Writing good test scenarios

On my current company’s blog I posted some time ago part one of “writing good tests”. Now it’s time to continue.

Last time I just barely scratched the topic of writing test scenarios. I briefly gave only a few hints like “avoid unnecessary information”, “don’t include implementation details” or “don’t repeat yourself in different scenarios”. This time I’d like to dig deeper and present results of discussions we had in the team.

Note: Like I mentioned last time we’re developing our applications Behaviour Driven Development way using Cucumber. I’m sometimes referring to how scenarios are written for Cucumber in Gherkin format, so please make sure you have at least a rough idea about it.


Scenarios serve two purposes:

  • feature specification that helps clarify what exactly needs to be done and
  • a base for executing automatic acceptance tests.

To fulfil those purposes, they need to be understandable by both business and developers.

Features orientation

Acceptance tests are about features and functionality, scenarios should abstract all implementation details of how they’re implemented. Especially, they shouldn’t mention anything about applications, components or use any other technical terms. Scenarios should be written in a business language using terms from the business domain. The reason is: restructuring or refactoring of the code, moving functionalities between modules or applications have no influence on features themselves, so scenarios shouldn’t change.

Example: something like “when the application is executed” should be replaced with the desired functionality like “when emails are sent”.

Implementation of tests, on the other hand, has to be and is implementation dependent. Implementation of each step should do exactly what the step actually says. In cases where this is not possible, they can be implemented in some other way, but which would still ensure proper behaviour of the system.

Example: for a legacy code it might be difficult to just call some service and the only way to verify the results is to do something else like just running the application. That’s OK (for now) as long as that is the closest place to verify the desired behaviour.

How to write scenarios

The idea is pretty simple. Scenarios should be written in a top-down manner, so they should start with very high-level features and later on add more and more details, define higher level concepts or terms using lower level concepts. The scope of each scenario should be as small as possible, should refer to only one feature or requirement and mention only things important or influencing particular functionality. Each scenario should define exactly one term and can use other terms to do so. If those other terms are not defined yet, each of them will require later on a scenario or dictionary entry. It’s important to make sure, that each scenario contains exactly one definition.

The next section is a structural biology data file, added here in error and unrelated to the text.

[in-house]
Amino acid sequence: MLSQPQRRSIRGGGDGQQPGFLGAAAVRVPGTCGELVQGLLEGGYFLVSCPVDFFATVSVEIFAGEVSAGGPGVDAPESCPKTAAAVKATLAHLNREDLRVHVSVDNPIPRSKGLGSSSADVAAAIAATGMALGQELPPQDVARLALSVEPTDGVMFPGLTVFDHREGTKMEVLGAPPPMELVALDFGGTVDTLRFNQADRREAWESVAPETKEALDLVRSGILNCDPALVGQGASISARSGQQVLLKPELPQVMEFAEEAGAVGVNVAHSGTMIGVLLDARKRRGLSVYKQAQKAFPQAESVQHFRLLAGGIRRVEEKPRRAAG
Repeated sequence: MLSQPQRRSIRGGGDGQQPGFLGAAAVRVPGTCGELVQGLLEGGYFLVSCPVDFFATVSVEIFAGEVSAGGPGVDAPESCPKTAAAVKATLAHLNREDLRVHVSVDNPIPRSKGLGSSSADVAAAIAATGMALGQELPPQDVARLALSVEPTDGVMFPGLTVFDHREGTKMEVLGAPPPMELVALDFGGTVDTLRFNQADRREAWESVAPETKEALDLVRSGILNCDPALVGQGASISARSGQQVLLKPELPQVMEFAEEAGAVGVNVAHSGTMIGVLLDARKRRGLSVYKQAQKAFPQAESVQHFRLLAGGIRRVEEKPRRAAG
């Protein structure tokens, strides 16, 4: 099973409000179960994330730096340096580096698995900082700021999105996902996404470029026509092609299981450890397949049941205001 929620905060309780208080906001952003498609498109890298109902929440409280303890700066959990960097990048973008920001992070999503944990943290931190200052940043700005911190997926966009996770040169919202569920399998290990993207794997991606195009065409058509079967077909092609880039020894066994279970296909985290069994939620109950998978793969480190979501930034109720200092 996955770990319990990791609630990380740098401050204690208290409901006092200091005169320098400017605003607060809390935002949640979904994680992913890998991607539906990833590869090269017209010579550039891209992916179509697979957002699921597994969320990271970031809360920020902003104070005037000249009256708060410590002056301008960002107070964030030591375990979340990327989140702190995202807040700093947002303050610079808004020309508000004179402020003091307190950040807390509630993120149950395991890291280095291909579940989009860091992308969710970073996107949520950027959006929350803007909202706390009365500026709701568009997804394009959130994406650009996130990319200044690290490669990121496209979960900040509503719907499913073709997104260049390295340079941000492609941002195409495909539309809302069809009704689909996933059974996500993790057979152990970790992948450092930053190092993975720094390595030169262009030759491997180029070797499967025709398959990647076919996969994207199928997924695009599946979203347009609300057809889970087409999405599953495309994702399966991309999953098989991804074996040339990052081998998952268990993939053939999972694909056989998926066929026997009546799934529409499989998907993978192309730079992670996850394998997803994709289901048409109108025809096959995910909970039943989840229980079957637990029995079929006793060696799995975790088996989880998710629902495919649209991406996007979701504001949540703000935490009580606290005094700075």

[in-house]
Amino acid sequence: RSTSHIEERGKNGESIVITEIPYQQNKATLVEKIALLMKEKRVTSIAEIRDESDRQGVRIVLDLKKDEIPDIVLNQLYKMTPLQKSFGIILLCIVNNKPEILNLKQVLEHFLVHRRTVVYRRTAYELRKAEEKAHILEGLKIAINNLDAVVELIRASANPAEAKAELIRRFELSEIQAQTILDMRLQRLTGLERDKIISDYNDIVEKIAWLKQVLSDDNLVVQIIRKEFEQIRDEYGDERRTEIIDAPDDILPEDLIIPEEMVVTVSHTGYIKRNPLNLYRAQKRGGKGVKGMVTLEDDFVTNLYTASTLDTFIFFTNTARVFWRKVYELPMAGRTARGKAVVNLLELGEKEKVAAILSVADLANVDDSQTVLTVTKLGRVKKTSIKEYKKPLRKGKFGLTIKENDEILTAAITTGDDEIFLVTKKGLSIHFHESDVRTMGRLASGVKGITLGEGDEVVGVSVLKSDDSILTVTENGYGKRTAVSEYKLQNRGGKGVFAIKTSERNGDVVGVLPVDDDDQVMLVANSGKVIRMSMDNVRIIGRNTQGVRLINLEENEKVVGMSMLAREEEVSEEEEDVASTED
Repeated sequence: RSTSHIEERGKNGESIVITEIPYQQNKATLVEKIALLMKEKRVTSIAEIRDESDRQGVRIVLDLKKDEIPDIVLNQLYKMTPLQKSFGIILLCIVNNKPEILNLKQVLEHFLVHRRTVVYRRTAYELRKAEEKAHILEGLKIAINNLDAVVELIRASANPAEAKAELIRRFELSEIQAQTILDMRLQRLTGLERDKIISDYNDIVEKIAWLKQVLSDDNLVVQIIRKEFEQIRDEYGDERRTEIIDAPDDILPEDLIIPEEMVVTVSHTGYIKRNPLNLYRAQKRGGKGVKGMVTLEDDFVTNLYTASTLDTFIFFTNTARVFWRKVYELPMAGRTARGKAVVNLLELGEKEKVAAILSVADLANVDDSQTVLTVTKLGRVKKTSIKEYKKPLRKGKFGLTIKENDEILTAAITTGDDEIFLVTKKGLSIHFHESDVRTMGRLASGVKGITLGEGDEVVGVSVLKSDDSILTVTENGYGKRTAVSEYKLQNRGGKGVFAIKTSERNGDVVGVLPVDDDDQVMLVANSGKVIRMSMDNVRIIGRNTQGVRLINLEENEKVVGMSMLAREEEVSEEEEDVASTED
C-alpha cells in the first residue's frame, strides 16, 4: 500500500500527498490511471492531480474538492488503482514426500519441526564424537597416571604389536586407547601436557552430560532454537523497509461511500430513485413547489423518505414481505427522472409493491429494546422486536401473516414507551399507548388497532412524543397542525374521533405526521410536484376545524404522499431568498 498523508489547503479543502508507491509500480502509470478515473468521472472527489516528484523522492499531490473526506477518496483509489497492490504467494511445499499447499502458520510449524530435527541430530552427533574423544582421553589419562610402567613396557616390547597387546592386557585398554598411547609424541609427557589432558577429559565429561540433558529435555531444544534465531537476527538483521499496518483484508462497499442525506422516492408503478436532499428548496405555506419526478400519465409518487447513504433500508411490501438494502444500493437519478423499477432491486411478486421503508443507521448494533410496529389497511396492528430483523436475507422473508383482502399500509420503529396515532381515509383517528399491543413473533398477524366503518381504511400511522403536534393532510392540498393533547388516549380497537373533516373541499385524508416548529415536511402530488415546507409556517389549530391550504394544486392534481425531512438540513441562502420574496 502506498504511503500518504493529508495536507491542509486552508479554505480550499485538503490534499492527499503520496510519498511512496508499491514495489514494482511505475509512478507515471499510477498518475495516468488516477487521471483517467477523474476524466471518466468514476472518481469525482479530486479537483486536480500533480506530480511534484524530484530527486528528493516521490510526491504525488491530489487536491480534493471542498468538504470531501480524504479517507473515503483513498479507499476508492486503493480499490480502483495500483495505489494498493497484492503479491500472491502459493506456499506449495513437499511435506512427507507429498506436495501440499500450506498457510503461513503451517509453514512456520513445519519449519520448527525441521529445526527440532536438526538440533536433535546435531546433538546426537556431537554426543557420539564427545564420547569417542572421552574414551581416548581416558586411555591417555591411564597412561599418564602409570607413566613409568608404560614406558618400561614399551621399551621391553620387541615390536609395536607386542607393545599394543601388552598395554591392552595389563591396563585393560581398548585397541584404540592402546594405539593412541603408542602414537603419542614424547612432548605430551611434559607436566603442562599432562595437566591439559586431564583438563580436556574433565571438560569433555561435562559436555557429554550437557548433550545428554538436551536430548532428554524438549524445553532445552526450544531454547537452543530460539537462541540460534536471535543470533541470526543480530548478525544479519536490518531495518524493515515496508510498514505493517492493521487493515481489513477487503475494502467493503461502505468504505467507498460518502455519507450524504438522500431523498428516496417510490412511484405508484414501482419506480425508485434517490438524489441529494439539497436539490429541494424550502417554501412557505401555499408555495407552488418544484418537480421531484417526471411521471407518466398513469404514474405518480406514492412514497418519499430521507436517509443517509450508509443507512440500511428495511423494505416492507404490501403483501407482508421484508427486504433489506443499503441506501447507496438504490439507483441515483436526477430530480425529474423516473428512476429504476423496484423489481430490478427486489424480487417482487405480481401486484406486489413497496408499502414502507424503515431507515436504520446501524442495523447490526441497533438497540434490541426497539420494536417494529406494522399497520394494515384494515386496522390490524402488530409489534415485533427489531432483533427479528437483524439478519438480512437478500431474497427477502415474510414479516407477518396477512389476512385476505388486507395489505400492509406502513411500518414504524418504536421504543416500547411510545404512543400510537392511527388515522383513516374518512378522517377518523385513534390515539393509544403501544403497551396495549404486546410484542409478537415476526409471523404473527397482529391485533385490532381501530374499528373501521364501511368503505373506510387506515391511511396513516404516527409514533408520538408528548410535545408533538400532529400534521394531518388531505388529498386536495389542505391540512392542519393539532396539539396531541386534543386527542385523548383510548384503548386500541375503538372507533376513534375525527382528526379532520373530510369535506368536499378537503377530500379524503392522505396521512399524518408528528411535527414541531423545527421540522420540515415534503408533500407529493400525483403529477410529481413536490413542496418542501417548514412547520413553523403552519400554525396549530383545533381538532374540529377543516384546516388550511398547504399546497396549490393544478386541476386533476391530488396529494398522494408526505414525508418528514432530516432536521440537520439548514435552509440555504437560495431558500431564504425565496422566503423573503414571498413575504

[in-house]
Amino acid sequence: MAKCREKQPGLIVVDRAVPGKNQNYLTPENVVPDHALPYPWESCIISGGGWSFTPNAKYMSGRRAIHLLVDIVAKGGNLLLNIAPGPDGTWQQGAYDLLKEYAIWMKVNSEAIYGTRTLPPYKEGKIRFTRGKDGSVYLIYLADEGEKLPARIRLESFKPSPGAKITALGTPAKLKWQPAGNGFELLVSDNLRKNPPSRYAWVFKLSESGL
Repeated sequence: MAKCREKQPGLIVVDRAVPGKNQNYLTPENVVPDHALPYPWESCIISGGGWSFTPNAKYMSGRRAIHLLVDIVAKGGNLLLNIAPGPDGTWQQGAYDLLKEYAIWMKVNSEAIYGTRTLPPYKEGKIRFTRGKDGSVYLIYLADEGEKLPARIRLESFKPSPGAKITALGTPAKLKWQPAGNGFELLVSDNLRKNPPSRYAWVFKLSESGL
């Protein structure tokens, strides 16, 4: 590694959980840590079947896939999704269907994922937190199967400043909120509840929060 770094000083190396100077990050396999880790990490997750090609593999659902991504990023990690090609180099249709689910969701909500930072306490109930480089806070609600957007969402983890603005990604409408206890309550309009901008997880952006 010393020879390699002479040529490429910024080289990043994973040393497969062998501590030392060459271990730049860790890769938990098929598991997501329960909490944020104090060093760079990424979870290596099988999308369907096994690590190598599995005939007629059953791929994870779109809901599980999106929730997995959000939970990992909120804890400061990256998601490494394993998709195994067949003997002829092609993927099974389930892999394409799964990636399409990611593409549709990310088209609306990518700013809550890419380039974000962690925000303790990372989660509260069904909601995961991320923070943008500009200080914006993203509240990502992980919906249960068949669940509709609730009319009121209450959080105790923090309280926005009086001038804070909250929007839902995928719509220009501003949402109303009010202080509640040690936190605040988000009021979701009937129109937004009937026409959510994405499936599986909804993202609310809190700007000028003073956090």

Example: Given a customer And the customer selects an article And the customer enters a desired quantity of that article When the customer adds the article to the cart Then the cart contains the article with the given quantity

This scenario is about adding articles to cart in some e-shop. It defines the term “customer adds the article to the cart” by specifying what needs to happen before and desired outcome. To do that this scenario is using other terms like “customer selects an article” or “cart contains the article with given quantity”. Those terms require scenarios on their own.


As mentioned previously, some terms might be defined in a dictionary rather than in a scenario. A dictionary is just a list of terms and their textual definitions or descriptions (that is they’re not meant for test automation so they don’t need to conform to any rules like Gherkin format, they just clarify things). A decision for each term needs to be made on a case by case basis. By default, terms should have their defining scenarios. But if:

  • a term refers to the outside world (for example something defined in another part of the system) or
  • it’s a common knowledge (volume = length * width * height)

then the term can be described in the dictionary.

Implementation details abstraction

Like mentioned before, all implementation details need to be abstracted away from scenarios. It’s not part of a business requirement that, for example, something should be saved into the database. If implementation team would decide to use different technical means of achieving the same goal, like persistence, then the test based on the scenario would be “red”, but actually, the business goal would be achieved. This will give the team much more freedom to solve technical problems as they see fit and also change the implementation if necessary, but still, make sure that the features are working.